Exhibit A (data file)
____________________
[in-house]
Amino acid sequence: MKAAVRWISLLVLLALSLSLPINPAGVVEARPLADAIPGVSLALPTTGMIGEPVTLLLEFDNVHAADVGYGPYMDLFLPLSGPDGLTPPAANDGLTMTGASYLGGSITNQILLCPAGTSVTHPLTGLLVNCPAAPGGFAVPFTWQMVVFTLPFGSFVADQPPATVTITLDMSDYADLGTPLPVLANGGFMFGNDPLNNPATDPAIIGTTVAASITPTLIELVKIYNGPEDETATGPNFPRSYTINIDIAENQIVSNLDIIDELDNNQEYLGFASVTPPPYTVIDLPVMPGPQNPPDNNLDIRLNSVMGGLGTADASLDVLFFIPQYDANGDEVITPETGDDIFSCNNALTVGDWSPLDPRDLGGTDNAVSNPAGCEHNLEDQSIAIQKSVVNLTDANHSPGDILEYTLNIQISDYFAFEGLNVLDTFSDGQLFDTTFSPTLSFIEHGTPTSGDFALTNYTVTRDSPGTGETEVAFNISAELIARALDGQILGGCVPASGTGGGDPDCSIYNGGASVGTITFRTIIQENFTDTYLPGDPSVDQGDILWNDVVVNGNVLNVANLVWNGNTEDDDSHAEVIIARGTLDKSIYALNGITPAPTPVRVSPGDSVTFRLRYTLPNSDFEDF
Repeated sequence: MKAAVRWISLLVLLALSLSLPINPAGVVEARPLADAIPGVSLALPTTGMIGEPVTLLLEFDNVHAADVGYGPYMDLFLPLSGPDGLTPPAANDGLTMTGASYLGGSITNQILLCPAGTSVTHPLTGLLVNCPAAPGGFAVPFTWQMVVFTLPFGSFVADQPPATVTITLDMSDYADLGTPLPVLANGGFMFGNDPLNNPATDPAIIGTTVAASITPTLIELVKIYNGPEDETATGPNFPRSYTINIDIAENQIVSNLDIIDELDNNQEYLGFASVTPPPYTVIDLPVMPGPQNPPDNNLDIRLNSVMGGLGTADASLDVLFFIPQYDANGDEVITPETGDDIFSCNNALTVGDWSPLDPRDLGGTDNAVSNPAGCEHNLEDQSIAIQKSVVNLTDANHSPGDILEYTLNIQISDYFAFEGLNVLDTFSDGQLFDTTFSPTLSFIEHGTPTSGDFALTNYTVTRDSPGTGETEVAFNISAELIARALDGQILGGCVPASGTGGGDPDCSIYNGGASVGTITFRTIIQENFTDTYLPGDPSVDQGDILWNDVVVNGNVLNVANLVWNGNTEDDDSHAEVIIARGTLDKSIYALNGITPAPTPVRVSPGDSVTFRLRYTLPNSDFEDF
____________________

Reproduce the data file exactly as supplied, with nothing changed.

[in-house]
Amino acid sequence: MKAAVRWISLLVLLALSLSLPINPAGVVEARPLADAIPGVSLALPTTGMIGEPVTLLLEFDNVHAADVGYGPYMDLFLPLSGPDGLTPPAANDGLTMTGASYLGGSITNQILLCPAGTSVTHPLTGLLVNCPAAPGGFAVPFTWQMVVFTLPFGSFVADQPPATVTITLDMSDYADLGTPLPVLANGGFMFGNDPLNNPATDPAIIGTTVAASITPTLIELVKIYNGPEDETATGPNFPRSYTINIDIAENQIVSNLDIIDELDNNQEYLGFASVTPPPYTVIDLPVMPGPQNPPDNNLDIRLNSVMGGLGTADASLDVLFFIPQYDANGDEVITPETGDDIFSCNNALTVGDWSPLDPRDLGGTDNAVSNPAGCEHNLEDQSIAIQKSVVNLTDANHSPGDILEYTLNIQISDYFAFEGLNVLDTFSDGQLFDTTFSPTLSFIEHGTPTSGDFALTNYTVTRDSPGTGETEVAFNISAELIARALDGQILGGCVPASGTGGGDPDCSIYNGGASVGTITFRTIIQENFTDTYLPGDPSVDQGDILWNDVVVNGNVLNVANLVWNGNTEDDDSHAEVIIARGTLDKSIYALNGITPAPTPVRVSPGDSVTFRLRYTLPNSDFEDF
Repeated sequence: MKAAVRWISLLVLLALSLSLPINPAGVVEARPLADAIPGVSLALPTTGMIGEPVTLLLEFDNVHAADVGYGPYMDLFLPLSGPDGLTPPAANDGLTMTGASYLGGSITNQILLCPAGTSVTHPLTGLLVNCPAAPGGFAVPFTWQMVVFTLPFGSFVADQPPATVTITLDMSDYADLGTPLPVLANGGFMFGNDPLNNPATDPAIIGTTVAASITPTLIELVKIYNGPEDETATGPNFPRSYTINIDIAENQIVSNLDIIDELDNNQEYLGFASVTPPPYTVIDLPVMPGPQNPPDNNLDIRLNSVMGGLGTADASLDVLFFIPQYDANGDEVITPETGDDIFSCNNALTVGDWSPLDPRDLGGTDNAVSNPAGCEHNLEDQSIAIQKSVVNLTDANHSPGDILEYTLNIQISDYFAFEGLNVLDTFSDGQLFDTTFSPTLSFIEHGTPTSGDFALTNYTVTRDSPGTGETEVAFNISAELIARALDGQILGGCVPASGTGGGDPDCSIYNGGASVGTITFRTIIQENFTDTYLPGDPSVDQGDILWNDVVVNGNVLNVANLVWNGNTEDDDSHAEVIIARGTLDKSIYALNGITPAPTPVRVSPGDSVTFRLRYTLPNSDFEDF